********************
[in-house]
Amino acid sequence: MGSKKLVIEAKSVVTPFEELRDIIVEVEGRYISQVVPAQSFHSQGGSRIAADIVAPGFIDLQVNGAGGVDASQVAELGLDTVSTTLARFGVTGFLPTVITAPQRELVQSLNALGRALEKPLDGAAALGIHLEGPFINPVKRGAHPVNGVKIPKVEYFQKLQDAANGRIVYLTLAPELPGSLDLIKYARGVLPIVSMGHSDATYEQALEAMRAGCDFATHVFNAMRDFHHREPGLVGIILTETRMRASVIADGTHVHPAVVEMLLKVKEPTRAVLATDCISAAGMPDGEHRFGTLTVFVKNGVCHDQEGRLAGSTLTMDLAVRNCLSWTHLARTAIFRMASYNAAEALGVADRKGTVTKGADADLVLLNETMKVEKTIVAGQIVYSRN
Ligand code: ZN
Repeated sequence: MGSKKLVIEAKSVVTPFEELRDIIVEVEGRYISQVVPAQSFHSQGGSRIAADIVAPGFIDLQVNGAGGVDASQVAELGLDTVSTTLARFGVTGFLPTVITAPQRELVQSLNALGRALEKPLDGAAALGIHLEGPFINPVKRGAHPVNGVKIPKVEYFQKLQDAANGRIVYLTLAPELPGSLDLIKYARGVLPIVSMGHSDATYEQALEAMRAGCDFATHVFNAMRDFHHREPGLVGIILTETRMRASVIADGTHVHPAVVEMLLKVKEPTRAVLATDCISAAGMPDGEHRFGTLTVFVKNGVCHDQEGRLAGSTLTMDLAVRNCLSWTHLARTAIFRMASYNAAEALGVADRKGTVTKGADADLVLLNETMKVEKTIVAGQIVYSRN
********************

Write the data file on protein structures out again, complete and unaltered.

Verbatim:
[in-house]
Amino acid sequence: MGSKKLVIEAKSVVTPFEELRDIIVEVEGRYISQVVPAQSFHSQGGSRIAADIVAPGFIDLQVNGAGGVDASQVAELGLDTVSTTLARFGVTGFLPTVITAPQRELVQSLNALGRALEKPLDGAAALGIHLEGPFINPVKRGAHPVNGVKIPKVEYFQKLQDAANGRIVYLTLAPELPGSLDLIKYARGVLPIVSMGHSDATYEQALEAMRAGCDFATHVFNAMRDFHHREPGLVGIILTETRMRASVIADGTHVHPAVVEMLLKVKEPTRAVLATDCISAAGMPDGEHRFGTLTVFVKNGVCHDQEGRLAGSTLTMDLAVRNCLSWTHLARTAIFRMASYNAAEALGVADRKGTVTKGADADLVLLNETMKVEKTIVAGQIVYSRN
Ligand code: ZN
Repeated sequence: MGSKKLVIEAKSVVTPFEELRDIIVEVEGRYISQVVPAQSFHSQGGSRIAADIVAPGFIDLQVNGAGGVDASQVAELGLDTVSTTLARFGVTGFLPTVITAPQRELVQSLNALGRALEKPLDGAAALGIHLEGPFINPVKRGAHPVNGVKIPKVEYFQKLQDAANGRIVYLTLAPELPGSLDLIKYARGVLPIVSMGHSDATYEQALEAMRAGCDFATHVFNAMRDFHHREPGLVGIILTETRMRASVIADGTHVHPAVVEMLLKVKEPTRAVLATDCISAAGMPDGEHRFGTLTVFVKNGVCHDQEGRLAGSTLTMDLAVRNCLSWTHLARTAIFRMASYNAAEALGVADRKGTVTKGADADLVLLNETMKVEKTIVAGQIVYSRN